Unlike many if not most TV teens, they seem genuinely unformed — works in progress. Their California project is both grand and entirely lacking in particulars. On a lesser show, they’d be precocious and focused and their criminal exploits would be complicated and heart-stopping rather than ramshackle in execution. There would be at least one love triangle. None would be wondering, as Bear does, “Maybe we’re the bad guys here.”
This in itself feels radical. Except for a brief flashback picturing a bad experience with stolen edibles, in the four episodes out for review, our heroes indulge in none of the activities traditional to 21st century TV teens: They don’t drink or do drugs or have sex, or even talk about it; they are too intent on doing what they need to do or think they need to do, to get out of town. They’re a self-contained misfit squad.
But what most distinguishes them from other TV teens, perhaps, is how they relate to adults. In many series built around young characters, parents are disposable except as dispensers of food and shelter; the kids otherwise take care of themselves. Grownups, consumed by their own messy business, are unreliable. There is a bit of generational mutual incomprehension among the characters in “Reservation Dogs” and light mocking of policeman Big (Zahn McClarnon), a Barney Fife sort with a penchant for the paranoid and the paranormal. Yet overall the younger characters treat the older with respect, or at any rate with indulgence. When a bedridden old woman in a clinic mistakes Cheese for her grandson, he hesitates only a second before playing the part and spends the afternoon with her. Bear puts money into his mother’s empty wallet.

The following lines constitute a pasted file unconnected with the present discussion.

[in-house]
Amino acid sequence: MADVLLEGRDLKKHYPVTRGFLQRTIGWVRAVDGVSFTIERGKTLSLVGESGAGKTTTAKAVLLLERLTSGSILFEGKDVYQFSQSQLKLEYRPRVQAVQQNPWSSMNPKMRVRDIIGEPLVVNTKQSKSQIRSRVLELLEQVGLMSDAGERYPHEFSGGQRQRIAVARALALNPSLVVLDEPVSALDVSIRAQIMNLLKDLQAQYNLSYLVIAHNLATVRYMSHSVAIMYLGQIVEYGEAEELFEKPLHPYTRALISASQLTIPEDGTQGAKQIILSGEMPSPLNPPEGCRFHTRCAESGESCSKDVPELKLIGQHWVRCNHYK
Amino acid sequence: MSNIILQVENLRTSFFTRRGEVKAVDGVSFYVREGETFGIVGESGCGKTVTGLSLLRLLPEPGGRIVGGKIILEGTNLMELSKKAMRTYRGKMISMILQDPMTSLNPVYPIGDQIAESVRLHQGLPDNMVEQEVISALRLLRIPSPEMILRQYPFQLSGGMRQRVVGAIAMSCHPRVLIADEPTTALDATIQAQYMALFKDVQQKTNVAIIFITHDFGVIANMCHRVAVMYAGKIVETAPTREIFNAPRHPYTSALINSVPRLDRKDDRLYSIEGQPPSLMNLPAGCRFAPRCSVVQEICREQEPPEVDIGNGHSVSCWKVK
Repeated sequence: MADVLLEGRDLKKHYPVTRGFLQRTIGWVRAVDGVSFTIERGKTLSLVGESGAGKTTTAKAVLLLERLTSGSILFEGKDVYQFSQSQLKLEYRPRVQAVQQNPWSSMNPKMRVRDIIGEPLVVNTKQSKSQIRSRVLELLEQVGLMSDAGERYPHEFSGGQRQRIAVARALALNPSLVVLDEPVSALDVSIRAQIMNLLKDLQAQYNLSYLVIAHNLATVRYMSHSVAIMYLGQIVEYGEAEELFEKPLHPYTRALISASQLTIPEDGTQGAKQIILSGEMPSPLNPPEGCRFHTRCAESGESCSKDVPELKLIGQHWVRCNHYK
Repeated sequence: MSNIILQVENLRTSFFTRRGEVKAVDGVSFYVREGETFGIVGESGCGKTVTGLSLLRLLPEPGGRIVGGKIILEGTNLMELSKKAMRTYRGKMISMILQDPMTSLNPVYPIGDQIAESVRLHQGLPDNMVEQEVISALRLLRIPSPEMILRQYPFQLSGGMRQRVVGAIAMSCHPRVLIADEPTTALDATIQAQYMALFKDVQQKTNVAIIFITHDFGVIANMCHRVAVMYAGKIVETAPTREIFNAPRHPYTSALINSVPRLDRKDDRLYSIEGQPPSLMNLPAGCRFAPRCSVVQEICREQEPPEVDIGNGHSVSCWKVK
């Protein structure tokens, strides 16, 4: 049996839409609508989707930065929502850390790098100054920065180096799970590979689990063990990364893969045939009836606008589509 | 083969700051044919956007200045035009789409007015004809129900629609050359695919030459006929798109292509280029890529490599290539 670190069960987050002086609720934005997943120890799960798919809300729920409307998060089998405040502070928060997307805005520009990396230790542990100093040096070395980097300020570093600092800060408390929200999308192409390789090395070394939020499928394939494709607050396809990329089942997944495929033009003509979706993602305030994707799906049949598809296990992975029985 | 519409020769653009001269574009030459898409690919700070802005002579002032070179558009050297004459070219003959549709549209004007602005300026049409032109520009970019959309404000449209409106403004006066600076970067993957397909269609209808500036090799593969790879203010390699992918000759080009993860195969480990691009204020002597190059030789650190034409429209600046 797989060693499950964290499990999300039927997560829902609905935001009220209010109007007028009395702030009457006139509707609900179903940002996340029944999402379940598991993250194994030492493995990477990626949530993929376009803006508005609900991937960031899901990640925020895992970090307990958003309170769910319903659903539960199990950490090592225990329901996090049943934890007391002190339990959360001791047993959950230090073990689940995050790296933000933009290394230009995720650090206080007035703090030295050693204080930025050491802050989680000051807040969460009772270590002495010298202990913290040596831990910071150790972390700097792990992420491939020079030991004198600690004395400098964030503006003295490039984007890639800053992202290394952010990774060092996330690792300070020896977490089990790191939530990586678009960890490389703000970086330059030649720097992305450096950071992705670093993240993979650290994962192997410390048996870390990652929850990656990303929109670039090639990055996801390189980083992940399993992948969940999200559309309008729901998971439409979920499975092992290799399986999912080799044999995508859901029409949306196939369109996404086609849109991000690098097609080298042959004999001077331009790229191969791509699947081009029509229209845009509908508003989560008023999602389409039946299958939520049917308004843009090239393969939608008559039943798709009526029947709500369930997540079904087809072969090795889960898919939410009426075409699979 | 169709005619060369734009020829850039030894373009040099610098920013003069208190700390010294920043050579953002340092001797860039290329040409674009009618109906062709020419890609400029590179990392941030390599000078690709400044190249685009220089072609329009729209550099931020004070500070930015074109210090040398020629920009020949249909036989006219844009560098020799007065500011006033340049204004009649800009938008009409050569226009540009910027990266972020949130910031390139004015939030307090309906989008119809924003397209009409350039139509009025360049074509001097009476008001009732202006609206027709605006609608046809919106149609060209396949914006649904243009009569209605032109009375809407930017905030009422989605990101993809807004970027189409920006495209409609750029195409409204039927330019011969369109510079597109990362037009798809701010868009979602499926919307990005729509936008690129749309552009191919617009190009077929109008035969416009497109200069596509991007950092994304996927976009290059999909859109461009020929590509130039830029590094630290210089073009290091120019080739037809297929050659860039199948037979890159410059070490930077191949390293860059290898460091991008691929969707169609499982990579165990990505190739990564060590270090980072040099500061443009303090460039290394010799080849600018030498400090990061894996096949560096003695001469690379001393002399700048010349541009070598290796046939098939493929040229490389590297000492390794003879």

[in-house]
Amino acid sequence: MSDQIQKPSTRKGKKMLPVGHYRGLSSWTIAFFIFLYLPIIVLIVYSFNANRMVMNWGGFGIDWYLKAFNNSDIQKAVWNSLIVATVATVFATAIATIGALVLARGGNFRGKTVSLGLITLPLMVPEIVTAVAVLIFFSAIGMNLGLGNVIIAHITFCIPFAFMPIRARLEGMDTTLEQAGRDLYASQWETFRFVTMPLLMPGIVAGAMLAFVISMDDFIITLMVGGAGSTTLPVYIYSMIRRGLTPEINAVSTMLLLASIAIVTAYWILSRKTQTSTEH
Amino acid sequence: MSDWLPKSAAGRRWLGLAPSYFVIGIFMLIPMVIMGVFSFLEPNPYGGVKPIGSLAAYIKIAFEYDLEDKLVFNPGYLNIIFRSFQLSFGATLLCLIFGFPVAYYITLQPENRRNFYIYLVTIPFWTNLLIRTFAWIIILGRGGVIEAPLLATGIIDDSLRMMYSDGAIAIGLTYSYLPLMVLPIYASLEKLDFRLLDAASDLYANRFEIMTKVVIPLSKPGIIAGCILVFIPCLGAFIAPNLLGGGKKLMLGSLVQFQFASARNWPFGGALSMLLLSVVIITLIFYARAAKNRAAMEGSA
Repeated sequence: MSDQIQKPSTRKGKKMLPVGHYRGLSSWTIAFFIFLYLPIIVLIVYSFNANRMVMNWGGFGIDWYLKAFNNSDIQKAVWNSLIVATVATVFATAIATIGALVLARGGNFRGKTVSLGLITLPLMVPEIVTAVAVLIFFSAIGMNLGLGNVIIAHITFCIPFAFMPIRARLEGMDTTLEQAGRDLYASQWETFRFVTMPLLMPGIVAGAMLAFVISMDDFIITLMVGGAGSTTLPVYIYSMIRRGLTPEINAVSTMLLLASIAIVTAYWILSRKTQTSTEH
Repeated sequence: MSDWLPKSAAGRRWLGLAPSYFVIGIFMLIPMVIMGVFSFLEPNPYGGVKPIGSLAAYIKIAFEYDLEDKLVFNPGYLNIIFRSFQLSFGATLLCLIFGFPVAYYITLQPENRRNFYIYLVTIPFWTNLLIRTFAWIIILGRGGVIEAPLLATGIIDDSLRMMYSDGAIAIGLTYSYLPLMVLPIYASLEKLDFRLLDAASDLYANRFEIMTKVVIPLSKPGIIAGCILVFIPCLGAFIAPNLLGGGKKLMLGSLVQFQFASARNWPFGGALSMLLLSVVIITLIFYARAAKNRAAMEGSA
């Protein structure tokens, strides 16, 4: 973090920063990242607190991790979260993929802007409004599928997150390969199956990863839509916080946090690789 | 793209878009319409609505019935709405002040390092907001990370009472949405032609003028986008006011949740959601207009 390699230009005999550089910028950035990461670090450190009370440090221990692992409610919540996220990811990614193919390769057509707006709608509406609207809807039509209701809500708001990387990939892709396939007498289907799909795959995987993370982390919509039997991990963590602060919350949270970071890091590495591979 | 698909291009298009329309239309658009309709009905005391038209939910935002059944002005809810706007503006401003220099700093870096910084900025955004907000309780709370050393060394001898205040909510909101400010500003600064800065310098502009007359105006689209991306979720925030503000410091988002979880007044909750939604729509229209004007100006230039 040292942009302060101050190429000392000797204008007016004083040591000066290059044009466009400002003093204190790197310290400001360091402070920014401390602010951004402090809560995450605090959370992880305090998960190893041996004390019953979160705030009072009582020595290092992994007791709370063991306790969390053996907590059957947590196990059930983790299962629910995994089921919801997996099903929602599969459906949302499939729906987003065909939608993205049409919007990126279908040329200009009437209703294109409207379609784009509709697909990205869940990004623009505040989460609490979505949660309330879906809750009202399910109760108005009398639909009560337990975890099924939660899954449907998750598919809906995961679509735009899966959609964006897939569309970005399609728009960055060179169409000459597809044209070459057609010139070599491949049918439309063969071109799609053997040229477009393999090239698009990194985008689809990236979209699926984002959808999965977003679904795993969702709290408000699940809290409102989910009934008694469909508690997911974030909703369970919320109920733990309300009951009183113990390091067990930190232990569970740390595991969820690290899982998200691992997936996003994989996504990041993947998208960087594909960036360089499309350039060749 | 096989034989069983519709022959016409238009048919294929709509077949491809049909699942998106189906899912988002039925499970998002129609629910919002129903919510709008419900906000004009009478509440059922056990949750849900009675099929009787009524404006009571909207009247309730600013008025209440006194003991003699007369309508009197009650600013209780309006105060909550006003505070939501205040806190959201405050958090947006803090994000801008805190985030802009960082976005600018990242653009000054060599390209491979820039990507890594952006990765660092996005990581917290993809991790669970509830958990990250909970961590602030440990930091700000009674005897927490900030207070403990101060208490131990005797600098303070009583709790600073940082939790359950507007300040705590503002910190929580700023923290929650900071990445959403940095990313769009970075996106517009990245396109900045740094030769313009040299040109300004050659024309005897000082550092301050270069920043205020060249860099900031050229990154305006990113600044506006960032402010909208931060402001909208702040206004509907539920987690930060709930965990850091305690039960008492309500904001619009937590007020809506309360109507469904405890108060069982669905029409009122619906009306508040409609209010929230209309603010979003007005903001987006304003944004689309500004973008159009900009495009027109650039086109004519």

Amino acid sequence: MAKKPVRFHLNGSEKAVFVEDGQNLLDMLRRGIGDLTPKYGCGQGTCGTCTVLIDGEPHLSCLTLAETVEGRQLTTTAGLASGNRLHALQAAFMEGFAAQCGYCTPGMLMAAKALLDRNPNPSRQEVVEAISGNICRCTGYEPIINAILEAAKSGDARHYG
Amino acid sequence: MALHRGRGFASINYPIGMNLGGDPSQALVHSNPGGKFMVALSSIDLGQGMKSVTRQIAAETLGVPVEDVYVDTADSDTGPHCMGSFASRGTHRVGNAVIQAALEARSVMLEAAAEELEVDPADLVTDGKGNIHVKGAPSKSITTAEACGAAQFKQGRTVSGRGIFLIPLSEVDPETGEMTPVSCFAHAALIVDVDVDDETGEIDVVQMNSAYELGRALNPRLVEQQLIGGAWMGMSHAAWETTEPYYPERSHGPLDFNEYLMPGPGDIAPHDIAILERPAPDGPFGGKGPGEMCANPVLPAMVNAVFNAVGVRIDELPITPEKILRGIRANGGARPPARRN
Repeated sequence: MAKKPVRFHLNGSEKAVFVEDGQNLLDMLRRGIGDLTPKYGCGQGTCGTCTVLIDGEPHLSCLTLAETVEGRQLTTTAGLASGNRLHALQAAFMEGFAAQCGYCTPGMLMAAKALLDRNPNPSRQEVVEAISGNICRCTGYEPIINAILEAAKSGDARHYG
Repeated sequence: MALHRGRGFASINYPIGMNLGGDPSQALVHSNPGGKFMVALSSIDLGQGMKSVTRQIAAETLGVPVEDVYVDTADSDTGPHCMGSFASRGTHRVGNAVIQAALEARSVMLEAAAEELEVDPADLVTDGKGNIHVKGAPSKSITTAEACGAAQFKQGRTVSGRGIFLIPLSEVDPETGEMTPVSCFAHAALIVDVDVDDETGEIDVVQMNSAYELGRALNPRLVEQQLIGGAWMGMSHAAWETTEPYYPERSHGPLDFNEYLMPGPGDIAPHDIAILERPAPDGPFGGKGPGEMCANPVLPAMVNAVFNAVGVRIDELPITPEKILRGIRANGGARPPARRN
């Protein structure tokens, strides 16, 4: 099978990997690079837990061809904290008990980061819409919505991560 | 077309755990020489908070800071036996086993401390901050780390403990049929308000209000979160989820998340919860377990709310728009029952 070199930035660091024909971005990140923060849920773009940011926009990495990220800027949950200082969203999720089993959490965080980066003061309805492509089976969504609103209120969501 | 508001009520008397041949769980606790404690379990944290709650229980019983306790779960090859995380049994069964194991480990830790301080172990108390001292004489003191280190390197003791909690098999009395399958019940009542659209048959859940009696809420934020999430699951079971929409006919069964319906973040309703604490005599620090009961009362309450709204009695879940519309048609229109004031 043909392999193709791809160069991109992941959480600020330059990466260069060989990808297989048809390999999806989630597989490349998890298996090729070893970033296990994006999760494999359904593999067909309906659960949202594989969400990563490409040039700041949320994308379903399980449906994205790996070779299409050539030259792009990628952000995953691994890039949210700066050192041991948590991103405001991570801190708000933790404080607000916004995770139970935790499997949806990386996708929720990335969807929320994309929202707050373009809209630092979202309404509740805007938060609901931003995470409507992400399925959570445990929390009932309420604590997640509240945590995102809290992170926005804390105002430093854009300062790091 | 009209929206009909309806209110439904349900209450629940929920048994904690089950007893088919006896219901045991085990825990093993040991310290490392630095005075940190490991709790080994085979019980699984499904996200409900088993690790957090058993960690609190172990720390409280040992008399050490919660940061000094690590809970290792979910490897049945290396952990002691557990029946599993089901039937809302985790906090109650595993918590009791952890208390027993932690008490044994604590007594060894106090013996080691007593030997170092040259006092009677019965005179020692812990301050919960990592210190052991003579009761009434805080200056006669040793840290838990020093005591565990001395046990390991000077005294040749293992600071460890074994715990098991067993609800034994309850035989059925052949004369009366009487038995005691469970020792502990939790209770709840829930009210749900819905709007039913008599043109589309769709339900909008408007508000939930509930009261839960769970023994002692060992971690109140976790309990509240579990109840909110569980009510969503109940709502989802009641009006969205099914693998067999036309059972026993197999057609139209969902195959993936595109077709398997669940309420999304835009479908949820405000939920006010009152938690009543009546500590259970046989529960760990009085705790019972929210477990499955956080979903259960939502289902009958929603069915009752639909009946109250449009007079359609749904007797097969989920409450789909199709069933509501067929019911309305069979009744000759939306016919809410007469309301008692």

The producers might have found someplace in Canada to make this show (many in its cast come from there), but every story is set somewhere and we are long past the age when the same Hollywood backlot street and square could stand for a dozen different locales. The closer you can be to where you say you are, the better. “Sex and the City” or “30 Rock” or “Gossip Girl” would lose a layer of meaning if the streets its characters walked in were those of Toronto dressed up with a sprinkling of yellow cabs and American flags; “Mare of Easttown” incidentally created a cottage industry in think pieces and social media debates over how well the series and star did or didn’t represent its scrap of Pennsylvania. But that it tried to mattered; it may be a small thing to have learned the meaning of Wawa, but what’s local enlarges the world, while what’s homogeneous diminishes it.